"Joy and pleasure are as real as pain and sorrow and one must learn what they have to teach. . . ." -- Sean Russell, from Gatherer of Clouds

"If you're not having fun, you're not doing it right." -- Helyn D. Goldenberg

"I love you and I'm not afraid." -- Evanescence, "My Last Breath"

“If I hear ‘not allowed’ much oftener,” said Sam, “I’m going to get angry.” -- J.R.R. Tolkien, from Lord of the Rings

Saturday, February 14, 2015

Saturday Science: No Big Bang?

So, what if the universe actually didn't have a beginning?

The universe may have existed forever, according to a new model that applies quantum correction terms to complement Einstein's theory of general relativity. The model may also account for dark matter and dark energy, resolving multiple problems at once.

The widely accepted age of the universe, as estimated by general relativity, is 13.8 billion years. In the beginning, everything in existence is thought to have occupied a single infinitely dense point, or singularity. Only after this point began to expand in a "Big Bang" did the universe officially begin. . . .

"The Big Bang singularity is the most serious problem of general relativity because the laws of physics appear to break down there," Ahmed Farag Ali at Benha University and the Zewail City of Science and Technology, both in Egypt, told Phys.org.

Ali and coauthor Saurya Das at the University of Lethbridge in Alberta, Canada, have shown in a paper published in Physics Letters B that the Big Bang singularity can be resolved by their new model in which the universe has no beginning and no end.

This will, of course, cause creationist/literalist heads to explode all over the place -- after all, they have enough trouble with the Big Bang, since it contradicts their idea of creatio ex nihilo. I find it fascinating as a commentary on how our way of looking at the universe depends on our preconceptions. The prevailing mode of thought in the West, which has been largely shaped by Christianity, sees history as linear: it has a beginning, it runs its course for a certain period of time, and then it ends. Existence becomes a one-off.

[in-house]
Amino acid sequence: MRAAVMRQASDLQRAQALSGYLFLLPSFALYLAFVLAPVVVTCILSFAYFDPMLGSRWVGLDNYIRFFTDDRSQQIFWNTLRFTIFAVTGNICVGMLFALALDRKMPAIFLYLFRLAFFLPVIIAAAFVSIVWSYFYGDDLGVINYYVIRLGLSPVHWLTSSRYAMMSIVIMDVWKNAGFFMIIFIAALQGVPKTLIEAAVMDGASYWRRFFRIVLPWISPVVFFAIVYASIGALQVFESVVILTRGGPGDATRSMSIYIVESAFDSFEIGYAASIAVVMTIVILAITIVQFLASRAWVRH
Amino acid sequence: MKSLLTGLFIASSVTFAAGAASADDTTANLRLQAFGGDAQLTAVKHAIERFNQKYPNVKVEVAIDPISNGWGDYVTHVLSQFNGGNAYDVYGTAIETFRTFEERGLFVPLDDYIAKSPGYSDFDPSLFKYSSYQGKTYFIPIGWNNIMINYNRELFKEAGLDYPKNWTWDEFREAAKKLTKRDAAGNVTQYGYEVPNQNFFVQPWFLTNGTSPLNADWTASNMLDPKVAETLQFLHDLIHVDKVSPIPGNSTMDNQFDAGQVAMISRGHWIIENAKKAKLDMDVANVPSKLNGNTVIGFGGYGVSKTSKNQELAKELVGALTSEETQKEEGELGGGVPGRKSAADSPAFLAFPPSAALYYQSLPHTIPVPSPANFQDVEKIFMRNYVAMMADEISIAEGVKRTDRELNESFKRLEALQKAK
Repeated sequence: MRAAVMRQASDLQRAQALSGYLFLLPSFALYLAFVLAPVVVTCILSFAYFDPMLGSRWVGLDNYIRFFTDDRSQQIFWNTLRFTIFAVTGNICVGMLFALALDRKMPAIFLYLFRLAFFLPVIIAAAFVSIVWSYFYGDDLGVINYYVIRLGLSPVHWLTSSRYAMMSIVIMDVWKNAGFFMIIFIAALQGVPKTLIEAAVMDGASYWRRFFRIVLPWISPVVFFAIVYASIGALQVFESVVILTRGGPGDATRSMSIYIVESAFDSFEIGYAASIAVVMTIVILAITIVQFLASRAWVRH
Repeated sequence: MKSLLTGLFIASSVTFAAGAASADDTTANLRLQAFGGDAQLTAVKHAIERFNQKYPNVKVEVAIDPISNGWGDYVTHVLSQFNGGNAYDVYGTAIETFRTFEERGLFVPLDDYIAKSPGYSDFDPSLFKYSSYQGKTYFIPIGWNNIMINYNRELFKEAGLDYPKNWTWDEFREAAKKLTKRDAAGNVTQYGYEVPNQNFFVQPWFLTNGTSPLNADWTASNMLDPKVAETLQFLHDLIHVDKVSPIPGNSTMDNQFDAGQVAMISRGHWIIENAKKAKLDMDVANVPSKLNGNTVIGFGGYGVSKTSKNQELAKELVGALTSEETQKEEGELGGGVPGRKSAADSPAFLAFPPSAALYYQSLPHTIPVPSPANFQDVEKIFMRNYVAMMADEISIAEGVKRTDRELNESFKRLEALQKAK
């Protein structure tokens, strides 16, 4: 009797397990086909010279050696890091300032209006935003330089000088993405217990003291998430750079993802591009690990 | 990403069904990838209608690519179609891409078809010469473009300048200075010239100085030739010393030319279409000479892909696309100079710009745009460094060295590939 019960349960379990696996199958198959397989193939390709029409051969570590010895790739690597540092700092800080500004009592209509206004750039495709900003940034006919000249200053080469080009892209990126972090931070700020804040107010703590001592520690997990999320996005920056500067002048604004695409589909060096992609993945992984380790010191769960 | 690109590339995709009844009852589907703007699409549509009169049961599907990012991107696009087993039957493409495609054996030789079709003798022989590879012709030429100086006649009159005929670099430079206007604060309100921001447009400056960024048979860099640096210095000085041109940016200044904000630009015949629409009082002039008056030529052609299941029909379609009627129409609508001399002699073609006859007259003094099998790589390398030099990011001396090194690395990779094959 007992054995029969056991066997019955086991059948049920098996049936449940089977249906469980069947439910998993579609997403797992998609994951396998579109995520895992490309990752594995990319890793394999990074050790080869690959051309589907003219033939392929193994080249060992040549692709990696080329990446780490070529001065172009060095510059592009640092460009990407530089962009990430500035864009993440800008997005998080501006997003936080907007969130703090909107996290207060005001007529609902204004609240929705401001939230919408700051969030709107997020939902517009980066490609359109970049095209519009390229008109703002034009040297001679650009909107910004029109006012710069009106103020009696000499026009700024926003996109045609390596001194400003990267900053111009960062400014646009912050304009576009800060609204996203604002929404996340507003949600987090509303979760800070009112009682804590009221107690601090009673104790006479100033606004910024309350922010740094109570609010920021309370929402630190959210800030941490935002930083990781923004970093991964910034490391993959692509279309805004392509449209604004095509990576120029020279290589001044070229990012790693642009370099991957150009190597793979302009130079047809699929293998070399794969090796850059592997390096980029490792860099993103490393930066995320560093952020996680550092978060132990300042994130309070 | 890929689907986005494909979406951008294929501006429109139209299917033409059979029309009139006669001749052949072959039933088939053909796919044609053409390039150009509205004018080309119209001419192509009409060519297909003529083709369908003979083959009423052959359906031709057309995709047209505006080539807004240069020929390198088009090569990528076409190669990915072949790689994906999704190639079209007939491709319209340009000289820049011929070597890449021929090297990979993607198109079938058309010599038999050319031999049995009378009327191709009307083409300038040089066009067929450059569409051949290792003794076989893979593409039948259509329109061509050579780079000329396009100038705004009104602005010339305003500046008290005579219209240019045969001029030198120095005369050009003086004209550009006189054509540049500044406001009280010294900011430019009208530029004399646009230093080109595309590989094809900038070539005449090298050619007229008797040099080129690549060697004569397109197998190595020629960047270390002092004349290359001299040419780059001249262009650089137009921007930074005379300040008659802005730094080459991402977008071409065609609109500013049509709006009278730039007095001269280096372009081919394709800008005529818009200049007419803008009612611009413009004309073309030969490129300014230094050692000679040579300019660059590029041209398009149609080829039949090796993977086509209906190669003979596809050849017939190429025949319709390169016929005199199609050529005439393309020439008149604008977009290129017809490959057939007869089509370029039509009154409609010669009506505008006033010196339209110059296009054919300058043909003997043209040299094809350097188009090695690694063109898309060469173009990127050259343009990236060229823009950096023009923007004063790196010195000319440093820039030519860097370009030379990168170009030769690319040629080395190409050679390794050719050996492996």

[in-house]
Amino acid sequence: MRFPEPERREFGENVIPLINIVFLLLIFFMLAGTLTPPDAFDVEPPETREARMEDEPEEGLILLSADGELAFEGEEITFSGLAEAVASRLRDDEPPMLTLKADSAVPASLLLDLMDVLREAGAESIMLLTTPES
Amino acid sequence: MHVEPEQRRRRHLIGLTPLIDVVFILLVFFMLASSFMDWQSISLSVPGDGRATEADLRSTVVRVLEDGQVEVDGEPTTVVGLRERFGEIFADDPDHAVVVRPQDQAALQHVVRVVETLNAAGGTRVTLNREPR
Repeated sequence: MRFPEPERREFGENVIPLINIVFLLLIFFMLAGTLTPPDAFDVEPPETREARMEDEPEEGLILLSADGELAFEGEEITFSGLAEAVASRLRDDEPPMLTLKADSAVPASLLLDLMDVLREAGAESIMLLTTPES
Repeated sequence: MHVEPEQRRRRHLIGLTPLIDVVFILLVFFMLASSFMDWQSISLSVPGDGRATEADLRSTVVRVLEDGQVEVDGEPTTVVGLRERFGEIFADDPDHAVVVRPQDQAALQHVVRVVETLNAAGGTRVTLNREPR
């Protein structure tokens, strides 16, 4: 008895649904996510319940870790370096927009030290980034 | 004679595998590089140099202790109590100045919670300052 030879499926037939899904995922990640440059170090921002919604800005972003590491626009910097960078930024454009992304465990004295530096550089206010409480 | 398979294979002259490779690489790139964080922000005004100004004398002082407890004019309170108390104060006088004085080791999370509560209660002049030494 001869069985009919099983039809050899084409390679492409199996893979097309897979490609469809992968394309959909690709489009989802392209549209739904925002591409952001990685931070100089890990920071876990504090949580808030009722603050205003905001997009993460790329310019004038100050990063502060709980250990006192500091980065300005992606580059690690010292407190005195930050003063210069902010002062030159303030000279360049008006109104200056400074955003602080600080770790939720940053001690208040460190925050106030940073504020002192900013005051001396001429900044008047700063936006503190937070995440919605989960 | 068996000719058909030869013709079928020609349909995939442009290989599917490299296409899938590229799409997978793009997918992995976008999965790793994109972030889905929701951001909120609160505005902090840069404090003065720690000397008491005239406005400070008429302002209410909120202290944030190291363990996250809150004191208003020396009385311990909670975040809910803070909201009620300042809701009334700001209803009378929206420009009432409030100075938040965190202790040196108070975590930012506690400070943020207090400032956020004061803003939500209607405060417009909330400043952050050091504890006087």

Most other traditions see the universe and its history as cyclic, this existence one of a series of similar existences stretching through time with no real beginning and no real end. Granted, some of them see the cycle in more or less dramatic terms -- Hindu mythology foresees a cataclysm that marks the end of our existence -- and then it starts all over again. The Indians of the American Southwest, on the other hand, see a much more peaceable transition: we all came here from another world, probably underground. Even the Norse, as grim as their mythology could be, foresaw Ragnarok, the final war, as the beginning of the transition to the next cycle: Baldur would be resurrected and would lead the few human beings who escaped the destruction into a new, peaceful world.

At any rate, the article is fascinating, if you're into theories on the origin of the universe -- or even if you're not.

Here's a nice refresher on the Big Bang Theory:

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